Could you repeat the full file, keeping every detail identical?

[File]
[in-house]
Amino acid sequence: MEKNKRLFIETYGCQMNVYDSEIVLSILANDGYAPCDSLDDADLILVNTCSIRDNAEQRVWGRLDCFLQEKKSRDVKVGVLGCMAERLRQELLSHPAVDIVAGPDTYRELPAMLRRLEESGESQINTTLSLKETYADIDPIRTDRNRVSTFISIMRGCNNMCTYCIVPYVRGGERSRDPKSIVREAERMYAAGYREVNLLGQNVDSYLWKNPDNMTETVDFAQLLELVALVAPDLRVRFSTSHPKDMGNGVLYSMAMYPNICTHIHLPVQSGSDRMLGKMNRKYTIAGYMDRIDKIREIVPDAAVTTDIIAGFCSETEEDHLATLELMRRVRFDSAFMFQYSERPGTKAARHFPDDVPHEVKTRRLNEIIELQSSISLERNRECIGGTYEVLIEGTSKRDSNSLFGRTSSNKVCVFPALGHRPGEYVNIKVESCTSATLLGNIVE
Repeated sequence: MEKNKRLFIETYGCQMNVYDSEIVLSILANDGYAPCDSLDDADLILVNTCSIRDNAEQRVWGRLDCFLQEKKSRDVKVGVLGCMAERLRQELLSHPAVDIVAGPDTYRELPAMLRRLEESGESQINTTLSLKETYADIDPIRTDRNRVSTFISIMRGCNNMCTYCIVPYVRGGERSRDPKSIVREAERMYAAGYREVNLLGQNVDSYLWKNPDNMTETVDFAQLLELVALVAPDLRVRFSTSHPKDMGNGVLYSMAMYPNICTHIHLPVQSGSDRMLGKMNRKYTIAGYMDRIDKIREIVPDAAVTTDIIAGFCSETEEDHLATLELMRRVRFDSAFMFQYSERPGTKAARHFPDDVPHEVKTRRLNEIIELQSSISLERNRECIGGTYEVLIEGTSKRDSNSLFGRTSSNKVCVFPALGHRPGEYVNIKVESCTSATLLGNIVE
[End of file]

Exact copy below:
[in-house]
Amino acid sequence: MEKNKRLFIETYGCQMNVYDSEIVLSILANDGYAPCDSLDDADLILVNTCSIRDNAEQRVWGRLDCFLQEKKSRDVKVGVLGCMAERLRQELLSHPAVDIVAGPDTYRELPAMLRRLEESGESQINTTLSLKETYADIDPIRTDRNRVSTFISIMRGCNNMCTYCIVPYVRGGERSRDPKSIVREAERMYAAGYREVNLLGQNVDSYLWKNPDNMTETVDFAQLLELVALVAPDLRVRFSTSHPKDMGNGVLYSMAMYPNICTHIHLPVQSGSDRMLGKMNRKYTIAGYMDRIDKIREIVPDAAVTTDIIAGFCSETEEDHLATLELMRRVRFDSAFMFQYSERPGTKAARHFPDDVPHEVKTRRLNEIIELQSSISLERNRECIGGTYEVLIEGTSKRDSNSLFGRTSSNKVCVFPALGHRPGEYVNIKVESCTSATLLGNIVE
Repeated sequence: MEKNKRLFIETYGCQMNVYDSEIVLSILANDGYAPCDSLDDADLILVNTCSIRDNAEQRVWGRLDCFLQEKKSRDVKVGVLGCMAERLRQELLSHPAVDIVAGPDTYRELPAMLRRLEESGESQINTTLSLKETYADIDPIRTDRNRVSTFISIMRGCNNMCTYCIVPYVRGGERSRDPKSIVREAERMYAAGYREVNLLGQNVDSYLWKNPDNMTETVDFAQLLELVALVAPDLRVRFSTSHPKDMGNGVLYSMAMYPNICTHIHLPVQSGSDRMLGKMNRKYTIAGYMDRIDKIREIVPDAAVTTDIIAGFCSETEEDHLATLELMRRVRFDSAFMFQYSERPGTKAARHFPDDVPHEVKTRRLNEIIELQSSISLERNRECIGGTYEVLIEGTSKRDSNSLFGRTSSNKVCVFPALGHRPGEYVNIKVESCTSATLLGNIVE